Bear 148 holds a fish in her mouth near Vermilion Lakes in 2015.
RMO FILE PHOTO
Famed female grizzly bear 148 has been shot dead by a hunter in B.C.
No specific details were available at the time the Outlook went to press Wednesday afternoon (Sept. 27), but government officials in Alberta and B.C. confirmed it had happened.
The death of bear 148, a six-and-half-year-old grizzly relocated from Canmore to remote northwestern Alberta in July, was reported to authorities. The ban on the B.C. trophy hunt does not become effective until Nov. 30.
Reg Bunyan of Bow Valley Naturalists said 148’s death is sad, but not unexpected, noting bears relocated from their home range into unfamiliar territory rarely survive.
“Relocated bears just don’t survive. Whether she was hunted or something else, she probably would have ended up dead. There’s 100 different ways to get into trouble,” he said. “What’s frustrating about this, of course, is the decision to relocate the bear was a political decision, while the people in the field know bear relocation does not work,” he added.
“We’re talking about an habituated bear, which to a large extent didn’t have a natural fear of people and, with no exposure to hunting, this is no great surprise in the end."
Bear 148 spent 90 per cent of her time in Banff National Park, but ventured outside the protected boundaries of the national park into the Canmore area in summer to feast on buffalo berries.
She was relocated out of Canmore to an area near Kakwa Wildland Provincial Park about 500 kilometres away on July 28 following several encounters with joggers, bikers, hikers and people with dogs in a heavily used area on the south side of the Bow Valley.
The decision to relocate the bear, considered vital to the local, slowly reproducing population of about 60 grizzly bears, was a highly controversial one.
Local staff with three provincial government agencies made a consensus decision July 27 to close a large chunk of land on the south side of the valley near Quarry Lake and the power line to better manage 148 and reduce risk of someone getting hurt.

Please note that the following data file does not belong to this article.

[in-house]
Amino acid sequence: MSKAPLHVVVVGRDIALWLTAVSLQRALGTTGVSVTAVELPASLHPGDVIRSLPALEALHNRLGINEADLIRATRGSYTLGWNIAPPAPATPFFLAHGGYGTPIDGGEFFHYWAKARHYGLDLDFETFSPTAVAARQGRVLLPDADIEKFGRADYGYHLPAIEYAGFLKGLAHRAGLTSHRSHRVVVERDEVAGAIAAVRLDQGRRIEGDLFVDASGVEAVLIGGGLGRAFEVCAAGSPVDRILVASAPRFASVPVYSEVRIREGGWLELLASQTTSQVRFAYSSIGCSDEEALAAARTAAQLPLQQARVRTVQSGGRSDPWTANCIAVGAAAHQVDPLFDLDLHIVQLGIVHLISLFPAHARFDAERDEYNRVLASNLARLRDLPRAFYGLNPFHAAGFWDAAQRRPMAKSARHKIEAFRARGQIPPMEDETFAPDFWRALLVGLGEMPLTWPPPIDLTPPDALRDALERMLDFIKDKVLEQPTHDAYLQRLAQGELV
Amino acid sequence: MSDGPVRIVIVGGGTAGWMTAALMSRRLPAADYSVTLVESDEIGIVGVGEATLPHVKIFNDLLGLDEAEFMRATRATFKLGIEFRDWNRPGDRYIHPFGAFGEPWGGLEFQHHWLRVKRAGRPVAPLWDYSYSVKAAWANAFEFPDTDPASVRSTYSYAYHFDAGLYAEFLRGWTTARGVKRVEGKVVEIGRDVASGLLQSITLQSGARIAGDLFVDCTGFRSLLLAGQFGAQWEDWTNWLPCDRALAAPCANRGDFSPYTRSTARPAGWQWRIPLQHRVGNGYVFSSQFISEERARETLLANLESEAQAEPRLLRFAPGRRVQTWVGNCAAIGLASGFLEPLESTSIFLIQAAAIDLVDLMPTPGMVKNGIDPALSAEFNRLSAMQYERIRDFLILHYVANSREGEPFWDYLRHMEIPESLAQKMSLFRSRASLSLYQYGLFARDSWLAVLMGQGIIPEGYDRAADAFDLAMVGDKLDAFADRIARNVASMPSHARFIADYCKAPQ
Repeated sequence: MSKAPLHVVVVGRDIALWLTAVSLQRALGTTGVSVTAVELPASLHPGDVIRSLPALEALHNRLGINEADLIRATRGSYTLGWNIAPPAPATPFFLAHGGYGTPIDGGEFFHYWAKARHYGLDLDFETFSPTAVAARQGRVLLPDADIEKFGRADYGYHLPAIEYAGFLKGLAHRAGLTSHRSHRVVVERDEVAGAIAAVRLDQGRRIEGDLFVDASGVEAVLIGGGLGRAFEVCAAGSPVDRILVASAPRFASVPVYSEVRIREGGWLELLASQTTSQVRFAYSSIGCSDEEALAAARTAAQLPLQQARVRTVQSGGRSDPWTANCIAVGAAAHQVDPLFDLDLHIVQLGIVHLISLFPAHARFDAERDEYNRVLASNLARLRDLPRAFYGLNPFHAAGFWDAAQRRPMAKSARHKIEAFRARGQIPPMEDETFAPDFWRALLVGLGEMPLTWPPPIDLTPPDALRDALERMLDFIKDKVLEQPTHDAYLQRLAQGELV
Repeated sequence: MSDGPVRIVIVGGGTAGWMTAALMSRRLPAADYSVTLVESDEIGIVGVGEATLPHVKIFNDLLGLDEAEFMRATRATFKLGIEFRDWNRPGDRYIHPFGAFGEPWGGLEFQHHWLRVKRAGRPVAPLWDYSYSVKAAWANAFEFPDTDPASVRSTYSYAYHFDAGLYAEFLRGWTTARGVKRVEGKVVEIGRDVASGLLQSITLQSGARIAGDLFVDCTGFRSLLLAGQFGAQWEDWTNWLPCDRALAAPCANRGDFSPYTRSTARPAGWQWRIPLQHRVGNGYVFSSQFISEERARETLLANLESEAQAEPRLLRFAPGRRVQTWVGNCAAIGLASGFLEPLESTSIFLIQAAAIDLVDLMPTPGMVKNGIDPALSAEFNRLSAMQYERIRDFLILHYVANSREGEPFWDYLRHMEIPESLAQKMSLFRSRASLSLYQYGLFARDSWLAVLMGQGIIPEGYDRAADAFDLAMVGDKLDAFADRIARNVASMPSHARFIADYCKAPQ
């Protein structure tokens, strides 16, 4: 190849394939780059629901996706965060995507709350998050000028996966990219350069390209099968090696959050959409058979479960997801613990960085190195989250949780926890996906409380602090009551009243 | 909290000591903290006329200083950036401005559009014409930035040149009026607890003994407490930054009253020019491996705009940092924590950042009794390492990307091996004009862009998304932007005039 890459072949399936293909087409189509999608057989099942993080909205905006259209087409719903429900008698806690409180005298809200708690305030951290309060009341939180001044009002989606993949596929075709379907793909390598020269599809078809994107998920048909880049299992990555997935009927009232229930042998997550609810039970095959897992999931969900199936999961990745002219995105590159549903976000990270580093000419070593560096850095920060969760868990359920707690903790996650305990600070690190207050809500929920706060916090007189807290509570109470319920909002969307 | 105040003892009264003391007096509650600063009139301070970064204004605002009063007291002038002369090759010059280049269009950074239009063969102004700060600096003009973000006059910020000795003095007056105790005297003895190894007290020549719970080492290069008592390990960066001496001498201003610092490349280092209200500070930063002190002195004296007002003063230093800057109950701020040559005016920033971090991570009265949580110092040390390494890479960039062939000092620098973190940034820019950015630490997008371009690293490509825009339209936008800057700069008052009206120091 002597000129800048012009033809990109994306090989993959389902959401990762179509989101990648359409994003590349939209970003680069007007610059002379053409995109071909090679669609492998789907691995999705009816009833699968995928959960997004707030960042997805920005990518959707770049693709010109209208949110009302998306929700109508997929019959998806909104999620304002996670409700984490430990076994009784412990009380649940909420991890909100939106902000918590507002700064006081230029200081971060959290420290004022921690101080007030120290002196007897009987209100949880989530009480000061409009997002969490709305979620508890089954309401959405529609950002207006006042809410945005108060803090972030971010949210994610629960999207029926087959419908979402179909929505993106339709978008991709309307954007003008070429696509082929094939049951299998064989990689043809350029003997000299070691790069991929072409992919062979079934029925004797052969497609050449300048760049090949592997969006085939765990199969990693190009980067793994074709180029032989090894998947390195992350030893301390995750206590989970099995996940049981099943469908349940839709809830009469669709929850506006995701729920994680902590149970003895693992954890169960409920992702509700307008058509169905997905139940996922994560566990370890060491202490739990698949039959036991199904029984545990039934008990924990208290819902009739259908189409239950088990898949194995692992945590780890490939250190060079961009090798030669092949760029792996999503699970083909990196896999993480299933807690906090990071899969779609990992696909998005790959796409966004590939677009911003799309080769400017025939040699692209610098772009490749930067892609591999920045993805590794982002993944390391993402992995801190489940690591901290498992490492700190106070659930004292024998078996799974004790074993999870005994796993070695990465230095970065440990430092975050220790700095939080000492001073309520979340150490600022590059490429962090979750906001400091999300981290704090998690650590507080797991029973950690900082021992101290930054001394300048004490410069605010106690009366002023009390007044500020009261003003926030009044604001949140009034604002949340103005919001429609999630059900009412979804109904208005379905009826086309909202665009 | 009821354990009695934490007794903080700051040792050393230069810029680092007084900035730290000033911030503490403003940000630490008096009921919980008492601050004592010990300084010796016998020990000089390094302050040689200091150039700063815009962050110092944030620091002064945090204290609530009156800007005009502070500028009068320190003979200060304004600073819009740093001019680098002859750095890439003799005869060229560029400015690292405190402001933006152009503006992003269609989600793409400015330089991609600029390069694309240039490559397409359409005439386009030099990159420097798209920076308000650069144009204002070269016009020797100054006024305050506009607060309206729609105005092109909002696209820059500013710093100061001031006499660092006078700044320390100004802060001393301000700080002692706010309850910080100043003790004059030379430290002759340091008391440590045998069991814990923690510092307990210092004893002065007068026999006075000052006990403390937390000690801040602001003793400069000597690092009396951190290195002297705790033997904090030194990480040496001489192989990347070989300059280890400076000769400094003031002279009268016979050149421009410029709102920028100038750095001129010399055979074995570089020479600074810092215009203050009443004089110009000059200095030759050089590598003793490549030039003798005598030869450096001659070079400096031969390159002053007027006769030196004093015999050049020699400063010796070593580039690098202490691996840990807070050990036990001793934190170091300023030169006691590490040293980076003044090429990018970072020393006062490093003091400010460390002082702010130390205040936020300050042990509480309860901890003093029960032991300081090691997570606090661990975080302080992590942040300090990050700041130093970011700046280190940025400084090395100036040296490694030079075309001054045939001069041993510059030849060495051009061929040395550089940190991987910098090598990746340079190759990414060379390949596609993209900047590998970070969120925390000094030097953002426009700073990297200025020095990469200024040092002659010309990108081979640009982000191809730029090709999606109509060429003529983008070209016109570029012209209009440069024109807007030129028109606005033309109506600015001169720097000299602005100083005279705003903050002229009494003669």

However, that decision by local staff from both Operations and Parks divisions of Alberta Environment and Parks, and Fish and Wildlife, was reversed. An order came down from higher-ranking officials beyond the regional level to relocate bear 148.
Since being shipped out of Canmore, data from 148’s GPS collar showed she was crisscrossing back and forth between drainages in Alberta and B.C., travelling hundreds of kilometres in her new home. At one point she came within 70 km of McBride, B.C.
Canmore Mayor John Borrowman, who, with Banff-Cochrane MLA Cam Westhead is leading discussions to improve human-wildlife coexistence in the Bow Valley following the events with 148 this summer, was in shock when he learned of 148’s death.
He said it was an absolute shame given all the hard work by Parks Canada and provincial wildlife officials to keep her alive.
“It’s disappointing to hear she met her ultimate end through a hunter. It’s really shocking,” he said. “It’s very disappointing after all the agony and anxiety we’ve experienced in the valley and the hard work to try to help bear 148 continue on with a happy bear life.
Bunyan said once the political decision was made to relocate 148, it was just a question of when, where and how.
He said rather than blaming the agency that relocated 148, or the hunter who shot her, everyone needs to assume some personal responsibility if bears are to remain on this landscape.
“It’s easy for Bow Valley residents and visitors to say they are willing to live in close proximity to bears, but if so, words have to match our actions and that means living with a certain element of risk and giving bears the space they need,” he said. “Habitat loss through development and recreational pressures will continue to weigh heavily on the viability of our local population."
In a recent Outlook story, Alberta wildlife officials said they weren’t too worried bear 148 would be hunted in B.C., noting they’d been told by their provincial counterparts in B.C. that hunters, as a general rule, don’t typically kill collared grizzlies.
“She’s also not a really big bear, so we don’t think she would be a target for the sport hunt,” said Paul Frame, Alberta’s provincial carnivore specialist. “It’s possible, but I wouldn’t think so.”
Parks Canada, the agency that managed 148 for most of her life, could not immediately provide a spokesperson by the Outlook’s deadline.